New York Magazine ran an article this month—in its “Intelligencer” vertical, of all places—with the provocative title: “Who Thought Sucking on a Battery Was a Good Idea? Vaping is a health crisis that has only just begun.”
The author, Stephen S. Hall, produced an anti-vaping screed full of recycled lies heavily sourced from the mouths of three established tobacco harm reduction haters: researcher and tobacco control activist Stanton Glantz; his University of California, San Francisco School of Medicine colleague Jeffery E. Gotts; and Matthew L. Myers, president of the Bloomberg-funded Campaign for Tobacco-Free Kids.
Hall writes, “A decade ago, teen smoking was in a 20-year decline. Then vaping arrived. In the past several years, high-school students have become so comfortable with the habit that they no longer feel the need to hide it from their parents, many of whom are now vaping too. You almost can’t walk down the street in any American city without seeing someone take a draw from a pen.”
My first reaction to his piece was to wonder what he was sucking on when he wrote it. Because sucking on an e-cig is a hell of a lot better than sucking on a Newport.
NY Mag’s 6,000-word article isn’t just a mess—it’s much more insidious than that.
Journalist Jacob Grier has already critiqued the piece, calling it “A one-sided mess that fails to convey the complexities of the issue and pays virtually no attention to the needs of current and former smokers whose lives are risk.”
He’s right. But NY Mag’s 6,000-word article isn’t just a “mess”—it’s much more insidious than that. It stands in a long, sordid tradition of journalists participating in drug panics that spread misinformation and confusion, demonize drugs, ignore evidence and support the passage of harmful legislation. Like the journalists who signed on for the crack panic in the 1980s, whose work fueled massive stigma against people who used crack and directly led to racist mass incarceration.
In the case of nicotine and e-cigarettes, the harms of such coverage are different but huge. The US-centered media frenzy around teen vaping has contributed to: flavor bans, the closing of vape shops, stores and pharmacies refusing to carry vaping products, increased taxes on e-cigarettes, India completely banning e-cigarettes (WTF! a country with 120 million tobacco users) and the public wrongly believing that vaping poses a similar danger to conventional cigarettes.
This misinformation has thereby led to untold numbers of smokers who switched to vaping going back to smoking. And for those who continue to vape, access to products that are at least 95 percent less harmful than cigarettes is becoming ever more restricted. These are the real-world, deadly consequences of irresponsible journalism.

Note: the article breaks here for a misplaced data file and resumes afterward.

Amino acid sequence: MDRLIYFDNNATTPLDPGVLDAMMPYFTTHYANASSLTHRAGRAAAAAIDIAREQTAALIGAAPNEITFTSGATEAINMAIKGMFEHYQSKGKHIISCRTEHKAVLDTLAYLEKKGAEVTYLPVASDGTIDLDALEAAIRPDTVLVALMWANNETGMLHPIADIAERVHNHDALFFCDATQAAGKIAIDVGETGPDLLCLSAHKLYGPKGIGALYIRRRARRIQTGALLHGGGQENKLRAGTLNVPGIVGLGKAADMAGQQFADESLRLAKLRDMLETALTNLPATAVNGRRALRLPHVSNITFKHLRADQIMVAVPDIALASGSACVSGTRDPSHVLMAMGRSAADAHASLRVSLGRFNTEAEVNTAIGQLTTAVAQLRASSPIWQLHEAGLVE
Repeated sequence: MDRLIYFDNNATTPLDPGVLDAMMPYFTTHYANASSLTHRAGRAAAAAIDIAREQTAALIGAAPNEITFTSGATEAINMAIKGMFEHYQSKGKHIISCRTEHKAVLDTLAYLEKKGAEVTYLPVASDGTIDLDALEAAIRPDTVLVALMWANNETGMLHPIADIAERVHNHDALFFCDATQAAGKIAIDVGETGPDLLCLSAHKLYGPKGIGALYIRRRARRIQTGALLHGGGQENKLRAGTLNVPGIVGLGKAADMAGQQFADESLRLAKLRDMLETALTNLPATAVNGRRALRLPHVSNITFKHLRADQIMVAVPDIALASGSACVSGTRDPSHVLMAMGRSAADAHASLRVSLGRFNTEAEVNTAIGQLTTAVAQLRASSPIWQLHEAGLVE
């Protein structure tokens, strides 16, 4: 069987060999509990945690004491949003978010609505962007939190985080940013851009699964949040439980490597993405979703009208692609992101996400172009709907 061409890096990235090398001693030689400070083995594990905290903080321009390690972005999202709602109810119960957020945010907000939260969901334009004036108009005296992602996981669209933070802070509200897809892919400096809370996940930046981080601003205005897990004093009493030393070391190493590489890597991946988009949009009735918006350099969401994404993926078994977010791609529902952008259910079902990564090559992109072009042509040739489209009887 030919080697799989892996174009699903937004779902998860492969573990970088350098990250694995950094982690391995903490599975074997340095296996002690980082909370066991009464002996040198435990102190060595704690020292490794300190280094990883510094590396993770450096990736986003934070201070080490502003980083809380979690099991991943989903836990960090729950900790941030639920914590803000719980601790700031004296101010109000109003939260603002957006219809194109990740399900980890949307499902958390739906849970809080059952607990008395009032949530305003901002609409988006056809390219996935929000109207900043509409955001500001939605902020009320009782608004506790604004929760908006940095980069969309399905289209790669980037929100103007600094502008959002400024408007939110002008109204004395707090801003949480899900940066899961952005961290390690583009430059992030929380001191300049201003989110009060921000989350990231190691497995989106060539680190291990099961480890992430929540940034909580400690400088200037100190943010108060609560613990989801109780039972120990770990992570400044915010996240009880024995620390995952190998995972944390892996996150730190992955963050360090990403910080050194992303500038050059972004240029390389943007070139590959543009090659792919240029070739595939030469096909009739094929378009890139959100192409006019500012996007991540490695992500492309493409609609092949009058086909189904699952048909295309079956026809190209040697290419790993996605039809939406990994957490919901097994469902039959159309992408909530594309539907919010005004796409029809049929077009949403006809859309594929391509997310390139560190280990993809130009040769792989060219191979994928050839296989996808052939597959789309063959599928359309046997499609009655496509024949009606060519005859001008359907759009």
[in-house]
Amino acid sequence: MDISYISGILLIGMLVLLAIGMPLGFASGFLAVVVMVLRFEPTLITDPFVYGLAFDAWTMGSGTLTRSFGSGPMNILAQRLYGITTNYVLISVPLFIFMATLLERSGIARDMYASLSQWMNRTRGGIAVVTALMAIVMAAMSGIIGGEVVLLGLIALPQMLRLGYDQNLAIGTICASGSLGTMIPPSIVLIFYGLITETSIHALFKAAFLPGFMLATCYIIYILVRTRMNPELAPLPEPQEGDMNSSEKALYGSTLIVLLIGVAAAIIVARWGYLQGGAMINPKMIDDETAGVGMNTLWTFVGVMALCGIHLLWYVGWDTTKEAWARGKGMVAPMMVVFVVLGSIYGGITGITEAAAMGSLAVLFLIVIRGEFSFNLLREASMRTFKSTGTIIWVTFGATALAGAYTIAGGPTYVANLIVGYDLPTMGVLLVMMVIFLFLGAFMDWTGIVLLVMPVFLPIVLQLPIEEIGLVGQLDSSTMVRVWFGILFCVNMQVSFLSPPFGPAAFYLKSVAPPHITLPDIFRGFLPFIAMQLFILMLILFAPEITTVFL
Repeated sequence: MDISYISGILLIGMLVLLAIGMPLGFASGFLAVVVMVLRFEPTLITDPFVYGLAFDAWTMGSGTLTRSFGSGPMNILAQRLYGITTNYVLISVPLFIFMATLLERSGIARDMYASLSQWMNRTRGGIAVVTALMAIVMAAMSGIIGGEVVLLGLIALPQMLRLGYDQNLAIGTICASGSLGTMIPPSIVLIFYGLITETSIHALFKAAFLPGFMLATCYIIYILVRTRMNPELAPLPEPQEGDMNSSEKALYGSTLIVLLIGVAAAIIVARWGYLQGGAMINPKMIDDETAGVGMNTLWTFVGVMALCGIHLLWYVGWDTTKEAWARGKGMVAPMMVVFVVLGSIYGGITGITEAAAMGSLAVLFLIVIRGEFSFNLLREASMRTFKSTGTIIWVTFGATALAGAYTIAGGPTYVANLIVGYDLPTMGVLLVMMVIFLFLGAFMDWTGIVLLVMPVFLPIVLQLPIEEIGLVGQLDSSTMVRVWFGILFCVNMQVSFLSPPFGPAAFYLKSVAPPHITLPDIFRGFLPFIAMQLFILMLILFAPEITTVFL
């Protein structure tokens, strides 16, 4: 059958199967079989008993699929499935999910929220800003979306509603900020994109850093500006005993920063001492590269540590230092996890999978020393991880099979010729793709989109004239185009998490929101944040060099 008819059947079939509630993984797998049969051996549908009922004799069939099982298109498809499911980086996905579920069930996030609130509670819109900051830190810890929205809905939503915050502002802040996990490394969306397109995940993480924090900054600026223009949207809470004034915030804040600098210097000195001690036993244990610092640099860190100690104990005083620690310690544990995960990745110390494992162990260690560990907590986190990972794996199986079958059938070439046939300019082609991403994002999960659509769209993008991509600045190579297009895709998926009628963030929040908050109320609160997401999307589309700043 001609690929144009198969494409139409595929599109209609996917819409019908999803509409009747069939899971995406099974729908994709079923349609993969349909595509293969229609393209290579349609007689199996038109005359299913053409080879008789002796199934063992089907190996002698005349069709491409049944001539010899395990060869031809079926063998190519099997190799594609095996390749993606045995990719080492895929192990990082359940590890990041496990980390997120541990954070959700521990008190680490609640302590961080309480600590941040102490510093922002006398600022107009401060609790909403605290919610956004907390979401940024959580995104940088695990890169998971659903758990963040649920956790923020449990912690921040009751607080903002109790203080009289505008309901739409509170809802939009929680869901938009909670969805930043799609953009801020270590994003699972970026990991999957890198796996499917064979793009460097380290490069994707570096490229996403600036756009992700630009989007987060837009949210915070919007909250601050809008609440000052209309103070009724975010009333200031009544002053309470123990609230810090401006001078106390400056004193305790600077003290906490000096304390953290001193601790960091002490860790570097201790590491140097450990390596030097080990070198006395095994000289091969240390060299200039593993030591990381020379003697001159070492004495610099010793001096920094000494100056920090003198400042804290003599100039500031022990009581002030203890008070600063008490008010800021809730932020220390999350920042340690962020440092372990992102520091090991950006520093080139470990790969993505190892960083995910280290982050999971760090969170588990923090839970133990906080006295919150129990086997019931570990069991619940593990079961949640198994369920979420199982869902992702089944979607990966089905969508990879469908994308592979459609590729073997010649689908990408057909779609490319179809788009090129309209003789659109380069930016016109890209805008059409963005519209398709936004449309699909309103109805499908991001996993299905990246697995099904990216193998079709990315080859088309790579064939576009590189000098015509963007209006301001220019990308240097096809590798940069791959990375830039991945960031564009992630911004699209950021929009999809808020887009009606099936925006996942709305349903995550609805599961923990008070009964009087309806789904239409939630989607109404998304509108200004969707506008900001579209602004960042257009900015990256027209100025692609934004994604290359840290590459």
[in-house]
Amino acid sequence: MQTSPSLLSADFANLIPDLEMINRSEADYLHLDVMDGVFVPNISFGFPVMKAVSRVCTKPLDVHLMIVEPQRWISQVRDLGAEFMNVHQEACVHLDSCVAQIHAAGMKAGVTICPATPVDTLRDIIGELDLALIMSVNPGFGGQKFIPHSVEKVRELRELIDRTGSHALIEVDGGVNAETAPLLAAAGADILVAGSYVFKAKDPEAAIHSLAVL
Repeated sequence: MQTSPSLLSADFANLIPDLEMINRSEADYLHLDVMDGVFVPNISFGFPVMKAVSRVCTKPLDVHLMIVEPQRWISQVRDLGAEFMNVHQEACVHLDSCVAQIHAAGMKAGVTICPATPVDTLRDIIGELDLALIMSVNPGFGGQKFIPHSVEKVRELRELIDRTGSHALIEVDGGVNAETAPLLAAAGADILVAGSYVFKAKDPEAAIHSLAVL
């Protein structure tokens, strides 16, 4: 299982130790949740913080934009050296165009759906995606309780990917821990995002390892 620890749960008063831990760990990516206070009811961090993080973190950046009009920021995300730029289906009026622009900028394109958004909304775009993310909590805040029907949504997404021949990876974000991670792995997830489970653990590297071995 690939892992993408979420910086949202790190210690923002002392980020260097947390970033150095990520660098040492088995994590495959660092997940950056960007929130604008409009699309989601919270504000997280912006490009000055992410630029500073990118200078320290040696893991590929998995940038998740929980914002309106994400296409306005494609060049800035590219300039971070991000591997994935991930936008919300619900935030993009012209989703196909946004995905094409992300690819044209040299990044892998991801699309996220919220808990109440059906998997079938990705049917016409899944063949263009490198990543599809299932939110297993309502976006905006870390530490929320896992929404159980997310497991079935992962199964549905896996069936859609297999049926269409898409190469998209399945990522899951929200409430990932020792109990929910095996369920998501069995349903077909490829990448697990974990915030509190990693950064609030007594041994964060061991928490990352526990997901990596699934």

Hall’s article piles up so many complicated topics that readers are bound to get lost in the jumble. The piece is simultaneously a medical drama about E-Vitamin Associated Lung Illness (EVALI), a crime story about the investigation into teens who allegedly sold tainted THC cartridges, a critique of companies that make vapes, an explanation of the FDA Deeming Rule and an attack on vaping advocates.
Like countless others have done, Hall conflates EVALI with the use of e-cigarettes in an attempt to confuse and frighten. Vaping nicotine has nothing to do with the illnesses and tragic deaths from vaping vitamin E acetate-contaminated THC cartridges. Still, Hall promotes doubt when he asserts, “About 14 percent of EVALI cases are reportedly nicotine only.” And here’s another example of how reporting of this kind obfuscates the truth: According to a recent poll, 66 percent of US adults still view e-cigarettes as the culprit for EVALI.
The piece front-loads Gotts, a pulmonologist, who believes, “A lot of people are using their lungs as a sewer to get high in a way that really has never been seen before.”
Hitting the panic button on the safety of vaping, Hall interviews only people who are on the record as loathing e-cigarettes. What happened to “both sides” journalism? Hall doesn’t quote one person—not one, among the entire international tobacco harm reduction community—who is pro-vaping.
Instead, the piece front-loads Gotts, a pulmonologist, who believes, “A lot of people are using their lungs as a sewer to get high in a way that really has never been seen before. People are just experimenting with all kinds of crazy new chemicals, and they’re just putting them all in their lungs and seeing what happens.”
Actually, no. People are overwhelmingly vaping two very old and mostly benign drugs—THC and nicotine–to achieve well known effects that include pain relief, decreased symptoms of depression and anxiety, smoking cessation, performance enhancement, relaxation and pleasure.
Then Gotts attacks the research on vaping safety. He arrogantly asserts that the findings from Public Health England and the Royal College of Physicians that vaping is 95 percent safer than smoking is “ludicrous” and that “They just appear to have pulled that number out of thin air.” It was only a matter of time until a tobacco harm reduction hater from UCSF challenged that number, because it’s so reassuring to the millions of people around the world who use e-cigarettes.